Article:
Answered Questions: Monthly News for the Disability Community for September 2017

Answered Questions is a monthly resource for the Spanish language Disability Community that fills an information need. This month’s question is: What is inclusion and how does it benefit people with and without disabilities? Are there unmet inclusion needs? This edition of Answered Questions includes organizations, projects, and other resources that define the inclusion of people with disabilities in many areas of life; research community living and participation for people with physical, intellectual, developmental, and psychiatric disabilities; discuss barriers to inclusion, including access to transportation and technology, and laws and policies in the US and internationally that remove these barriers to support social, educational, and workplace inclusion. More about Answered Questions.

What does the inclusion of people with disabilities mean?

According to the Centers for Disease Control and Prevention (CDC), the inclusion of people with disabilities is defined as guaranteeing that everyone has the same opportunities to participate in all aspects of life to the fullest extent of their abilities and desires. Inclusion allows people with disabilities to take advantage of the same activities as people without disabilities, including participating in social activities; use public resources, such as transportation and libraries; receive adequate medical attention; have relationships; and participate in other activities of daily living. Full inclusion in the community includes improving access to spaces, technology, services, and transportation, and getting rid of physical, attitudinal, policy, and programmatic barriers that impair participation. There are several federal laws that protect the rights of people with disabilities in the US and guarantee their inclusion in many aspects of the community. These laws include Section 504 of the Rehabilitation Act of 1973, the Americans with Disabilities Act of 1990; the Patient Protection and Affordable Care Act of 2010; the Help America Vote Act of 2012; and the Individuals with Disabilities Education Act of 1975. There are also strategies available to assist in the inclusion of people with disabilities in the community. These strategies include accessibility and universal design in technology, education, and architecture, reasonable accommodations, and the use and development of assistive technology.

NIDILRR-Funded Projects:

The Research and Training Center on Community Living for People with Intellectual Disabilities (RTC/CL) (In English) (90RT5019) conducts research, training/technical assistance, and dissemination activities that focus on community living and participation of individuals with intellectual and developmental disabilities (I/DD). Research studies include intervention studies related to participation through self-determination, social inclusion, employment and the direct support workforce in a variety of community living service settings. The RTC/CL provides a comprehensive training program for disability researchers and professionals and outreach programs that provide training and technical assistance to agencies and individuals across the US.

Enhancing the Community Living and Participation of Individuals with Psychiatric Disabilities (In English) (90DP0066) includes several studies that target the development of a new measure of community living and participation for people with psychiatric disabilities and the development of an innovative peer-led intervention that promotes community living and participation in this population. These activities are informed by a comprehensive exploratory study that examines the barriers and facilitators to the community engagement of people with psychiatric disabilities.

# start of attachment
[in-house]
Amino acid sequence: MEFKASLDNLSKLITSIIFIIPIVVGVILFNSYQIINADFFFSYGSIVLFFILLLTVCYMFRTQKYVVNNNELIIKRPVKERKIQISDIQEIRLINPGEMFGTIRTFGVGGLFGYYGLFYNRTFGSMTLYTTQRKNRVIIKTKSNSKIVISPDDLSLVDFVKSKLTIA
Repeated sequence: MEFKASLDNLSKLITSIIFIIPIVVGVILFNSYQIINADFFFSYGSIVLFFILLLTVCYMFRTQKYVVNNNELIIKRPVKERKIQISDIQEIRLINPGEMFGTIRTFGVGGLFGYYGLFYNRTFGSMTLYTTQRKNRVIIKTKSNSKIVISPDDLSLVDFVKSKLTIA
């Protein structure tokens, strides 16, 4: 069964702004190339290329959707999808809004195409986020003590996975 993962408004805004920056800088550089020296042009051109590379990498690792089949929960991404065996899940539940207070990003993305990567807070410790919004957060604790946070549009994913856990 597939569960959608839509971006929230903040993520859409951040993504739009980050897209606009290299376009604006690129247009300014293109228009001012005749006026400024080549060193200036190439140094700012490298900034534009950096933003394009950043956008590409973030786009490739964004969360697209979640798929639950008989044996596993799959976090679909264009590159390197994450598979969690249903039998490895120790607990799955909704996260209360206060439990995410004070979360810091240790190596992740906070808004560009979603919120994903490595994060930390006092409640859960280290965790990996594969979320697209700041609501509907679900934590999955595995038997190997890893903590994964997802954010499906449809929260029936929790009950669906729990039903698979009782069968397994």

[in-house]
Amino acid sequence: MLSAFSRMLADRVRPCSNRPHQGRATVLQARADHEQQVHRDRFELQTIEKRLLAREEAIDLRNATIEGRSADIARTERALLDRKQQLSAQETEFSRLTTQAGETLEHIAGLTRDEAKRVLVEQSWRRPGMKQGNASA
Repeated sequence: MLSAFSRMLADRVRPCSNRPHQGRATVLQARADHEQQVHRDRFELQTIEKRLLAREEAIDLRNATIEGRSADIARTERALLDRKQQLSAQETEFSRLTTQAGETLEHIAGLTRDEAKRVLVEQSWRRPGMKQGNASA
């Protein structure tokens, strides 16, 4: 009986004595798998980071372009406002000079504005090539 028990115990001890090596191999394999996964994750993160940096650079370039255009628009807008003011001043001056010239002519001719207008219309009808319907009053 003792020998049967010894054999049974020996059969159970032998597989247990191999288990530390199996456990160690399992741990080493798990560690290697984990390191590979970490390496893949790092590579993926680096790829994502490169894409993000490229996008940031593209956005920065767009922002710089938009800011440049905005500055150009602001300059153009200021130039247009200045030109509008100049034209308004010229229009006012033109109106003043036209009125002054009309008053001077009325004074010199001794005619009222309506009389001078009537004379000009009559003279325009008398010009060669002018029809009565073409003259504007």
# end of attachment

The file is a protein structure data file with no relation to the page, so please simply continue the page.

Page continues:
From the NARIC Collection:

Getting to inclusion: People with developmental disabilities and the Americans with Disabilities Act participatory action research consortium (English) (J73567) is an article that discusses the Americans with Disabilities Act (ADA) Participatory Action Research Consortium (ADA-PARC) (English). The ADA-PARC collaborates with the NIDILRR-funded ADA Regional Centers to fulfill the mission of the ADA: full inclusion, participation, and equality of opportunity for all people with disabilities. The ADA-PARC focuses on three participation areas: community living, community participation, and work and economy. The article also discusses how the ADA-PARC helps the ADA Regional Centers and community stakeholders target disparities and increase the full participation of people with disabilities in their communities.

Measuring the transportation needs of people with developmental disabilities: A means to social inclusion (English) (J75890) describes a study that identified the transportation needs and the reasons for unmet, but desired, untaken trips of people with developmental disabilities. Researchers utilized a survey that measured the existing travel behavior and unmet transportation needs of 114 people with developmental disabilities in Minnesota. Participants were asked to complete the survey and to record actual and desired but untaken trips in a travel diary. Researchers found that most participants did not live independently, more than half worked every day, and recreation trips occurred at least once a week for about two-thirds of the participants. They also found that about 46% were unable to make the trips they needed to make. Researchers found that public transit posed physical and intellectual difficult; however, the presence of public transit decreased the odds of participants not making trips. Participants did report concerns about paratransit services.

Technology:

Inclusion and access to technology, the right of people with disabilities (México), an article from General Direction of Social Communication, discusses how there are barriers and digital obstacles to technology for people with disabilities. According to Esther Labrada Martinez, manager at the TIC for Inclusion and the Classroom project and the Innovation for People with Disabilities Lab, the inclusion of people with disabilities and their access to technology should be a right. The article also discusses the keyboard, IntelliKeys, and the hands-free mouse, SmartNav, and how they help people with disabilities access the technology they need.